Literacy a little too late

May 31, 2015

Political ownership is missing for adult literacy programmes in the country

Literacy a little too late

Pakistan signed the Dakar Framework of Action in April 2000 along with 164 countries and committed to achieving six education-for-all (EFA) goals by 2015. The fourth goal reads "achieving a 50 per cent improvement in levels of adult literacy by 2015, especially for women, and equitable access to basic and continuing education for all adults."

Pakistan took one year to prepare a National Plan of Action for EFA (2001-2015) to achieve goals of EFA and set the target of 86 per cent adult literacy rate both male and female by 2015.

We did not stop there and prepared similar 15-year provincial and district EFA plans. The then government of Pervez Musharraf introduced Education Sector Reform (ESR) plan, prepared at an estimated cost of Rs 430 billion, including Rs.180 billion for Adult Literacy.

Adult literacy rate in Pakistan was 46.5 per cent in 2001-02 and ESR set a target to achieve 58 per cent adult literacy by 2005-06. But the country failed to achieve these targets. According to government estimates and experts, adult literacy rate in Pakistan is not more than 58 per cent at present with 69 per cent for males and 46 per cent for females.

Pakistan is among the countries which have failed to achieve a single EFA goal by 2015. "Education for All 2000-2015: Achievements and Challenges," a report produced by UNESCO to track progress of EFA goals for the past 15 years, places Pakistan among the 32 per cent countries which are far from achieving a 50 per cent increase in adult literacy levels.

The National Education Policy (NEP 2009) promises to enhance education budget up to 7 per cent of GDP by 2015 but the report says that in Pakistan, spending on education fell from 2.6 per cent of GNP to 2 per cent. The NEP 2009 also says that a minimum of 4 per cent of education budget should be allocated for literacy and non-formal basic education (NFBE).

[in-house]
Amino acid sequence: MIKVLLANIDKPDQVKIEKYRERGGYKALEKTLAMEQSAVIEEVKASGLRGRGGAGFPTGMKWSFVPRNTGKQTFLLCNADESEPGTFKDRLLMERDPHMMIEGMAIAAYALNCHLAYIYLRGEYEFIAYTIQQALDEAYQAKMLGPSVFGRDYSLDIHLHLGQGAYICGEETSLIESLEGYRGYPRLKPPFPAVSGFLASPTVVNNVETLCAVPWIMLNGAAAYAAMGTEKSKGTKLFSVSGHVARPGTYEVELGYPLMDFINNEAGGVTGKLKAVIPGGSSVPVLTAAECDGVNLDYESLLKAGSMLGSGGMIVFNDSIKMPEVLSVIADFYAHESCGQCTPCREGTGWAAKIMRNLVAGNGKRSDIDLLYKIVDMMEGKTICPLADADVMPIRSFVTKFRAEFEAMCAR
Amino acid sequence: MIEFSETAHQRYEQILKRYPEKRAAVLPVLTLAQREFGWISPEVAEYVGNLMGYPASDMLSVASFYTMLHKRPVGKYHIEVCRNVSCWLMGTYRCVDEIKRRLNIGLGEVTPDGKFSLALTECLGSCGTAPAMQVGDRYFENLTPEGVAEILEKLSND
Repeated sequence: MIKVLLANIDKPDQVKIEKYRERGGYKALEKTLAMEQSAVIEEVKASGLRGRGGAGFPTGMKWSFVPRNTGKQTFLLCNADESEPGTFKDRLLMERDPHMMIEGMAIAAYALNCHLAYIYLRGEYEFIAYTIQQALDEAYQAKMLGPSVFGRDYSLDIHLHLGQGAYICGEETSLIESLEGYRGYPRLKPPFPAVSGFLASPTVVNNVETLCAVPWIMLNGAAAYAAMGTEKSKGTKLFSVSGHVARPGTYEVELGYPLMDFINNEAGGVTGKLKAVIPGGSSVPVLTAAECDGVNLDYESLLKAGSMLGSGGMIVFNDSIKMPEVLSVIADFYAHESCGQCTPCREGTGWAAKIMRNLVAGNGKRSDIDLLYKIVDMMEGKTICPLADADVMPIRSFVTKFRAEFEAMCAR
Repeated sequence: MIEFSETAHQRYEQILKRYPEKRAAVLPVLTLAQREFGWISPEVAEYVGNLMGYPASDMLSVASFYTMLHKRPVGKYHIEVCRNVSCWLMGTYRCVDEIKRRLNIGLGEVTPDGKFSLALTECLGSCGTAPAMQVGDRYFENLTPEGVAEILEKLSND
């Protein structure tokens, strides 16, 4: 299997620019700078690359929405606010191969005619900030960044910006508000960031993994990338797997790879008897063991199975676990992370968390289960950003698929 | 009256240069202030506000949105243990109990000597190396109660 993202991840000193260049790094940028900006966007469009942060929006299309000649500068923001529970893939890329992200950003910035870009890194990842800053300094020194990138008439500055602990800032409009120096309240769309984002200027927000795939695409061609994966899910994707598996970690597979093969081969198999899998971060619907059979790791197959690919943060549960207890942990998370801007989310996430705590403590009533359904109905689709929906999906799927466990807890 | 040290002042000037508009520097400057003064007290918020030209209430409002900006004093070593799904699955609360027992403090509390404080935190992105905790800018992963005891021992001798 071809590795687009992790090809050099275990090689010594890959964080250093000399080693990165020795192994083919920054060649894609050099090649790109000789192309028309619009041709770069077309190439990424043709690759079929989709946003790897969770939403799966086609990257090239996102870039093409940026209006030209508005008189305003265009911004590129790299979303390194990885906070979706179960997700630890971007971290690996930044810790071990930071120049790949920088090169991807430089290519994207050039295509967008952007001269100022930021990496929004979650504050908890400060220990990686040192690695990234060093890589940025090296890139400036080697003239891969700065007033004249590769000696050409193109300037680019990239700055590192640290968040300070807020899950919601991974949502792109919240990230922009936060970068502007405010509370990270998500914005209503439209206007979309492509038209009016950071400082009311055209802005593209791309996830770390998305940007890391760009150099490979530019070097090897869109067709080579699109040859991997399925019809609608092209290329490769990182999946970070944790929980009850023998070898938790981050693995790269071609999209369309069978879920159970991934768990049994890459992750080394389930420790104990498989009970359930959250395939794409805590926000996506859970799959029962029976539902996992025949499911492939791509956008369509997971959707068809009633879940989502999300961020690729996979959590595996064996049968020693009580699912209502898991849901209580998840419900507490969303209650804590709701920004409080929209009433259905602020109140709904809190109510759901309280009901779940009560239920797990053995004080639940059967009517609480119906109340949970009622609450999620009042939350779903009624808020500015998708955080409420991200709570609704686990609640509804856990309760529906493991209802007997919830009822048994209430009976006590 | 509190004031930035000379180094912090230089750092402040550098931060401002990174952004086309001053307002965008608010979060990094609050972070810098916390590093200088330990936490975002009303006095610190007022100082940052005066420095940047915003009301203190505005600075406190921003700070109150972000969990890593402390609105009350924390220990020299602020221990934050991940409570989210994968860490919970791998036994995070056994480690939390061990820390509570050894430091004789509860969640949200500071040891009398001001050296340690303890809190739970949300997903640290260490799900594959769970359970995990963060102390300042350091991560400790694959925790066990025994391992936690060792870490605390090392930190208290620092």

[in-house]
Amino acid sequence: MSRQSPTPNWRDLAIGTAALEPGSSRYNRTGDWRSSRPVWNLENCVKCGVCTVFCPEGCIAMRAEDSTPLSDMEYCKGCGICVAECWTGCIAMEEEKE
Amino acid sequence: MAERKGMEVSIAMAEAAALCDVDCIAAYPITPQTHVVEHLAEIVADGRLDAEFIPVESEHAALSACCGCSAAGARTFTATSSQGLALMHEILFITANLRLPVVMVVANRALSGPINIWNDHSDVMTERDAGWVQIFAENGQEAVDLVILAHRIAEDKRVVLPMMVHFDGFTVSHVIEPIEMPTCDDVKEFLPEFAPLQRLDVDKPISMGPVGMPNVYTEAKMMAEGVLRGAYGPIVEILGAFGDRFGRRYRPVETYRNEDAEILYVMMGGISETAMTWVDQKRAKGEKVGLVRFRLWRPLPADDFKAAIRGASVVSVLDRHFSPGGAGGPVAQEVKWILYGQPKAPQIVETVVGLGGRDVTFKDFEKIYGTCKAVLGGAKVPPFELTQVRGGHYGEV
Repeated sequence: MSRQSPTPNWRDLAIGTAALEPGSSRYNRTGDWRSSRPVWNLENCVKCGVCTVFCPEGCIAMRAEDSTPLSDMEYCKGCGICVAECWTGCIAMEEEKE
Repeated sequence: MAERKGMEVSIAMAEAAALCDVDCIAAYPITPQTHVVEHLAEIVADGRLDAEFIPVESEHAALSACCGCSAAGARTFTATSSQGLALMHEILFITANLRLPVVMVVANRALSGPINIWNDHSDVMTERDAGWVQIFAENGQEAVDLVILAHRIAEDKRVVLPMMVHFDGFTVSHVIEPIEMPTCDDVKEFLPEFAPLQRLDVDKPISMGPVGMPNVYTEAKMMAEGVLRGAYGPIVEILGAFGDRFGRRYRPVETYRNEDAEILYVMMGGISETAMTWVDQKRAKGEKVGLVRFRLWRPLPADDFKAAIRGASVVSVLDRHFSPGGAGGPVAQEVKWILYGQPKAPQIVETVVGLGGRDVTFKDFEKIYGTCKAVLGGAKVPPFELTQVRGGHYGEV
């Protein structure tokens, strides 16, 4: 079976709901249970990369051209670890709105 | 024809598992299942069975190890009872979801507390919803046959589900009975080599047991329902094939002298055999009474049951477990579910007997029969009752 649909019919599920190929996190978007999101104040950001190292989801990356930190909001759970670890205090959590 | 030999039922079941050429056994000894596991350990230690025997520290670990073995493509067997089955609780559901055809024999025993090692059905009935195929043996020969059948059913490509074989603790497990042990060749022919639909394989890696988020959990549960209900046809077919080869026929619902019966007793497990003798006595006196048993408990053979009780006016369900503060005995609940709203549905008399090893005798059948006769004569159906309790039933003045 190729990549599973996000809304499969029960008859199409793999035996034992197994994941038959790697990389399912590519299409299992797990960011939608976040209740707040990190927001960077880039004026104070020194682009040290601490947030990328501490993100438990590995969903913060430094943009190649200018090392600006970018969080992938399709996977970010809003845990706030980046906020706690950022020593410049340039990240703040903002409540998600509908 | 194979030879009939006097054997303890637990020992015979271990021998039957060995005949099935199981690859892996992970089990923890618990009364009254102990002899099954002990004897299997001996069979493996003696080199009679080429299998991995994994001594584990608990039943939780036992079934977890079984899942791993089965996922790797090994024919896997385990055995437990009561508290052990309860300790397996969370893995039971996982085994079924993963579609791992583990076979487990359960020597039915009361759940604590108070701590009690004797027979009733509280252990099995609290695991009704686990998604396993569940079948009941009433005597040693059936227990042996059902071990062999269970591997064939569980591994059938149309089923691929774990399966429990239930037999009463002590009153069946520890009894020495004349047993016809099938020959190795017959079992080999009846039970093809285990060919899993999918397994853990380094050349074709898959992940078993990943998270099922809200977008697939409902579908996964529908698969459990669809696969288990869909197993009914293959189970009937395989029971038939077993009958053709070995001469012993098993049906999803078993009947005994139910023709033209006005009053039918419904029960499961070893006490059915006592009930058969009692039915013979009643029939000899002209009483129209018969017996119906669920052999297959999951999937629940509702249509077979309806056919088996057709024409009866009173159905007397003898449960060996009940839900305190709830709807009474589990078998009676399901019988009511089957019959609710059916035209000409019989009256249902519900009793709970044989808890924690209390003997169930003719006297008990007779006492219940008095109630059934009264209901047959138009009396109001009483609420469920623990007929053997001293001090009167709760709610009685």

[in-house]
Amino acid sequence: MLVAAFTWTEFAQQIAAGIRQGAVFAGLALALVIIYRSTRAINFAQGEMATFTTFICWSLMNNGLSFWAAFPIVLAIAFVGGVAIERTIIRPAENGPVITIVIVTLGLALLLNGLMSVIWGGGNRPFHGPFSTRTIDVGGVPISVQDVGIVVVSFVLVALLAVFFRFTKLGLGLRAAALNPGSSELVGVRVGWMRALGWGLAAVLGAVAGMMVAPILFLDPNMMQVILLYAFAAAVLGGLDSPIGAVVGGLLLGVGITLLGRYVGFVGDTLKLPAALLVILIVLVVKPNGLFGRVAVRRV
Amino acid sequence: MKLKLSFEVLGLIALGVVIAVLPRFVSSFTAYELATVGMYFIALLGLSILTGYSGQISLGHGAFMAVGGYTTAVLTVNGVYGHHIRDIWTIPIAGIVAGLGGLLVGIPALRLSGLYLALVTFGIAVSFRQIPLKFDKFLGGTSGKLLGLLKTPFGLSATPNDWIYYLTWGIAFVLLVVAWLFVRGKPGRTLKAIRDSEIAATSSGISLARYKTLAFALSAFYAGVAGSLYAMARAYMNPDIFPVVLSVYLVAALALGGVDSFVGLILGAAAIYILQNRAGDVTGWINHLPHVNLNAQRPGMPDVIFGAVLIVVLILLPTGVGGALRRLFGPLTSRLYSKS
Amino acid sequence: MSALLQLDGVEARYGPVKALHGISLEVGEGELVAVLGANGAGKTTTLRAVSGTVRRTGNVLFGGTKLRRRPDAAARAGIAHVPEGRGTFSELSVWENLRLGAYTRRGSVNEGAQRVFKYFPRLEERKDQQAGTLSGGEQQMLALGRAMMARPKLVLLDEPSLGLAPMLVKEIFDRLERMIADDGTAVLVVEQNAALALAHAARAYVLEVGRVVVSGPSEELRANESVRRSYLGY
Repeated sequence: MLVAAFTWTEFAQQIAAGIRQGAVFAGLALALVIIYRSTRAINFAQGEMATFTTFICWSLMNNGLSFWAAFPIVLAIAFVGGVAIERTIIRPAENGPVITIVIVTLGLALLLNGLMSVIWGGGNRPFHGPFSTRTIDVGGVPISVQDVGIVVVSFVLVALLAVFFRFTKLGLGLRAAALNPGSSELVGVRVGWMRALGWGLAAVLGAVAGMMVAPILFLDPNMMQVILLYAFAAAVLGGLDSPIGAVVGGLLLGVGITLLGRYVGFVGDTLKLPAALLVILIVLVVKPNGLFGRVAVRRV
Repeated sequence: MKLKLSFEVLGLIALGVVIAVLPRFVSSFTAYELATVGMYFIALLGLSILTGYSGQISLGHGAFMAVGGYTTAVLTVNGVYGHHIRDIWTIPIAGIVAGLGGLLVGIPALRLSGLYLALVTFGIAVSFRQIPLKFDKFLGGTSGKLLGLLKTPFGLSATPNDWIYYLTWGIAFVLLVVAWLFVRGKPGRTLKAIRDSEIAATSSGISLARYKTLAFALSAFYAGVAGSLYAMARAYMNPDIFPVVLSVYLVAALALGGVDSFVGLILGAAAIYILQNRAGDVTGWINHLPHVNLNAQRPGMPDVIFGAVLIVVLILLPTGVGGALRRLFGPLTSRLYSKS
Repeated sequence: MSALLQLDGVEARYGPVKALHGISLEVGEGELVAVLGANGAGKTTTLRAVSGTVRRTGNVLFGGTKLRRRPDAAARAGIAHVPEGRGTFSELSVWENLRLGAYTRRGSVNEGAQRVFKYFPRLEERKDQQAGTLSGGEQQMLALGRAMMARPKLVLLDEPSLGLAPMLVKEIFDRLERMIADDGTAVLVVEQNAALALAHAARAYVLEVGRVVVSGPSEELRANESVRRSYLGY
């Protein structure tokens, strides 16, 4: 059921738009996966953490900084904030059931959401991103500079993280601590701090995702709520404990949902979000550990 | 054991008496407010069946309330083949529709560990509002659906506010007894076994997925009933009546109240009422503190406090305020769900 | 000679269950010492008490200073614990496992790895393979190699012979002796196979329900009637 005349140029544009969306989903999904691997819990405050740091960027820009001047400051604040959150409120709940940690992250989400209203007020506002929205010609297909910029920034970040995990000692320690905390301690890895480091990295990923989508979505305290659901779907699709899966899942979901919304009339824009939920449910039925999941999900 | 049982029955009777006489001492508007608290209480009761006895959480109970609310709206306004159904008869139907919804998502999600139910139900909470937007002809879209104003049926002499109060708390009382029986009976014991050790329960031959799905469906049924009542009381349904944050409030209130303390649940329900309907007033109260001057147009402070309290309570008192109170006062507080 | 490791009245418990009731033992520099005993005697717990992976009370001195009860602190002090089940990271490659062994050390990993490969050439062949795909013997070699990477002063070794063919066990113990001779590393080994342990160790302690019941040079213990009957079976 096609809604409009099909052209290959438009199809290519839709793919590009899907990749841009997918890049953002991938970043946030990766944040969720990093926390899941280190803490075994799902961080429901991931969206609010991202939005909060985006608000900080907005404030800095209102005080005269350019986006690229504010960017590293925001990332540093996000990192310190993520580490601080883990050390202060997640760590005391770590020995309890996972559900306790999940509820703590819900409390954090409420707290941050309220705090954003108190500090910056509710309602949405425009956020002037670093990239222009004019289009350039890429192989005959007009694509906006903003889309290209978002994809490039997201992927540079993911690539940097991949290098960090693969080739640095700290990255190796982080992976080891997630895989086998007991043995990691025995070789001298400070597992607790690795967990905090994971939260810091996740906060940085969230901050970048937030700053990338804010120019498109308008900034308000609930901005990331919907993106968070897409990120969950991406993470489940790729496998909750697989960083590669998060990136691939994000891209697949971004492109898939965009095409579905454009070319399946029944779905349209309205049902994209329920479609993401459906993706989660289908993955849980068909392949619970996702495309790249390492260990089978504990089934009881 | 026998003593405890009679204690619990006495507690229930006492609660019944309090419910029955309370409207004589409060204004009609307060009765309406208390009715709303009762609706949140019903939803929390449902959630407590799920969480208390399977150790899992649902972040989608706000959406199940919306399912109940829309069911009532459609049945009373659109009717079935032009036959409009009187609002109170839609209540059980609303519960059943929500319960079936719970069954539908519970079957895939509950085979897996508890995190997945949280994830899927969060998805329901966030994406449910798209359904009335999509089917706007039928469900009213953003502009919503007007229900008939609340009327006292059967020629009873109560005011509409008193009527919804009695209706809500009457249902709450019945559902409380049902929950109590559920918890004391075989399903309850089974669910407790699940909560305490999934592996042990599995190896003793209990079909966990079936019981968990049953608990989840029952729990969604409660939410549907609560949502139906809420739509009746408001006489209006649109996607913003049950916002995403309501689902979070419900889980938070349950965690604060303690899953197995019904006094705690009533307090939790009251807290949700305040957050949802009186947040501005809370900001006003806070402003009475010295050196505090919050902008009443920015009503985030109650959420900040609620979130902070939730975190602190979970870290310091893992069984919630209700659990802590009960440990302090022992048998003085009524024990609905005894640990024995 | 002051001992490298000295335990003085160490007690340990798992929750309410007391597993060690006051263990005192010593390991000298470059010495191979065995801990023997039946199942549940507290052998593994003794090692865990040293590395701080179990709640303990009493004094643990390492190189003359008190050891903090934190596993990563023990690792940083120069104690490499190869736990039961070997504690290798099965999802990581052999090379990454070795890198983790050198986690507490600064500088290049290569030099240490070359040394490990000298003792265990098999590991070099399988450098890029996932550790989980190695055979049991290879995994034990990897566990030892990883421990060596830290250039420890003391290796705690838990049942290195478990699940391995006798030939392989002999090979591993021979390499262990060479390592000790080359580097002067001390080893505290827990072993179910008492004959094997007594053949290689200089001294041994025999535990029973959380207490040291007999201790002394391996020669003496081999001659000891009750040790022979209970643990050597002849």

The professional base of adult literacy initiatives remained under developed due to lack of training of teachers, lack of formalised curriculum, and non-existence of effective research in the field of literacy and continuing education

The countries had made a pledge at the World Education Forum in Dakar, Senegal in 2000, that "no country should be thwarted in achieving the EFA goals due to lack of resources." But the situation on the ground remained different. The promised allocations were not made even during the early years after the launch of ESR to achieve EFA goal of adult literacy.

Research shows that the commitment to Adult Literacy has remained weak. According to a PhD thesis in 2013 from the department of education of International Islamic University Islamabad, during 2001-05, the estimated financial requirement for Adult Literacy under the ESR was Rs 8.3 billion out of total Rs 100 billion but the country spent Rs 230 million during 2001-03, which indicates a utilisation rate of less than 3 per cent of the total adult literacy allocation. "Out of 45,516.00 million (2.42 of GNP) budget of the ministry of education for 2005-06, hardly 1 per cent allocations are earmarked for literacy and NFBE."

Opening of literacy centres is one of the major programmes proposed to eradicating illiteracy in ESR. On average, 100,000 literacy centres should have been opened every year in the public sector till the completion of the plan, so as to educate the backlog of illiterate population. But Pakistan Education Statistics 2013-14 prepared by the government reveals that the total number of Basic Education Community Schools is 12,023.